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Trials scheduled for 3 in fatal Christmas 2020 home invasion

By Mark Shenefelt - | Aug 5, 2022

BEN DORGER, Standard-Examiner file photo

The 2nd District Court is seen on Friday, Nov. 15, 2019, in downtown Ogden.

OGDEN — The murder case against three people in a Christmas Day 2020 Riverdale home invasion will stretch into 2023 as attorneys debate the admissibility of incriminating statements the defendants made about each other.

Liam Gale, Rayburn Bennett Jr. and Brittany Ann Rogers are charged in the slaying of Trevor Anthony Martin, who fell dead at the base of his Christmas tree, having been shot multiple times, allegedly by Gale and Bennett. Martin’s girlfriend was shot in the jaw and critically injured. Rogers is accused of driving the getaway car.

Weber County Attorney’s Office prosecutors, defense attorneys and 2nd District Judge Camille Neider are working through a tangle of motions leading up to the scheduled trials: Rogers’ on April 10 next year; Bennett, May 8; and Gale, July 31.

Key preliminary matters include jousting over which statements to police by the defendants will be admitted at trial or prohibited; whether Bennett’s case may be transferred to juvenile court — he was 16 at the time; and whether Rogers may be granted bail pending her trial.

All three suspects are charged with aggravated robbery, aggravated burglary, aggravated assault and obstructing justice. The two men are charged with aggravated murder and Rogers is charged with murder, a non-death-penalty offense. Gale also faces two weapons charges.

In a hearing Tuesday, Neider set separate motion hearings for the three defendants, this fall for Bennett and Rogers and in February for Gale.

Bennett’s attorney, Taylor Hartley, asserted in a motion that Bennett’s case should go to juvenile court because prosecutors have not alleged that Bennett was the principal actor in the events. Hartley said state law outlines that in such a case, a 16- or 17-year-old arrestee should not be charged with aggravated murder in district court. Prosecutors, however, have presented an alternate interpretation, contending the case should stay in the adult court.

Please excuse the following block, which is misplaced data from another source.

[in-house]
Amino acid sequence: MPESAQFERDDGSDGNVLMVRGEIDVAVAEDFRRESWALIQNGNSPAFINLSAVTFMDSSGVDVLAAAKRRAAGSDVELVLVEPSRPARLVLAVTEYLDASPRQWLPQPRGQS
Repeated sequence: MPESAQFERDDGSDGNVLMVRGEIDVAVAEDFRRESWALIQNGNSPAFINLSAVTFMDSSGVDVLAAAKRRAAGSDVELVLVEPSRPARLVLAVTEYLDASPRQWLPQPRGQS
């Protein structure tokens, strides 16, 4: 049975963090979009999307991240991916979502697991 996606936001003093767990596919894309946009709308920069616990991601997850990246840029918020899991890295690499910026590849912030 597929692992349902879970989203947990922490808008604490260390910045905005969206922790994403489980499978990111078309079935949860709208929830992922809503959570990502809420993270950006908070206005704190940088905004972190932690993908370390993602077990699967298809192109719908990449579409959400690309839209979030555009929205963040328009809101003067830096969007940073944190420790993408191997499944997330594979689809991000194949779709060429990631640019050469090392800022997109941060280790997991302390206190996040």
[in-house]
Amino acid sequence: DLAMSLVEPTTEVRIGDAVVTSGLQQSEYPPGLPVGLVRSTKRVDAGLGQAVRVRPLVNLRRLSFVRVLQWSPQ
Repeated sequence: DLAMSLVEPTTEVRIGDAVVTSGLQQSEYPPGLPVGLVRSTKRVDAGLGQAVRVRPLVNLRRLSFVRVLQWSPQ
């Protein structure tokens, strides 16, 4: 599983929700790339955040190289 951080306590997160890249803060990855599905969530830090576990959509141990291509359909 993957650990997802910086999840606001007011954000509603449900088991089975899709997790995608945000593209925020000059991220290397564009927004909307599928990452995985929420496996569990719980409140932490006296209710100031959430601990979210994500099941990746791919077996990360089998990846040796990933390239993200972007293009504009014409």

Rogers, meantime, has not been given constitutionally adequate consideration for being granted bail in the case, her attorney, Randall Marshall, said in a June 21 court document. Marshall said Rogers qualifies for a bail hearing because the case against her does not meet the threshold for automatic no-bail status.

Judge Joseph Bean ruled early in the case that Rogers would constitute a danger to the community if she were released. However, Marshall said, no hearing or rebuttal has been allowed.

“To merely rely upon a probable cause statement to make findings … would violate Brittany’s due process rights,” Marshall said.

According to a prosecutors’ outline of the incident, Martin’s girlfriend answered the door of their mobile home at 3 a.m. Gale and Bennett asked to see Martin. She feared they were there to rob Martin, and she tried to rebuff them. But Bennett, who reportedly did all the talking, allegedly barged in and past her and found Martin. He allegedly hit Martin on the head with a handgun, they fought for the firearm and Bennett allegedly shot him several times.

The girlfriend grabbed at Gale, saying they had children in the home. She begged him to stop. Gale broke free and allegedly shot Martin several more times, then ran out. Bennett followed him out, but he turned and shot the girlfriend, the charging documents alleged.


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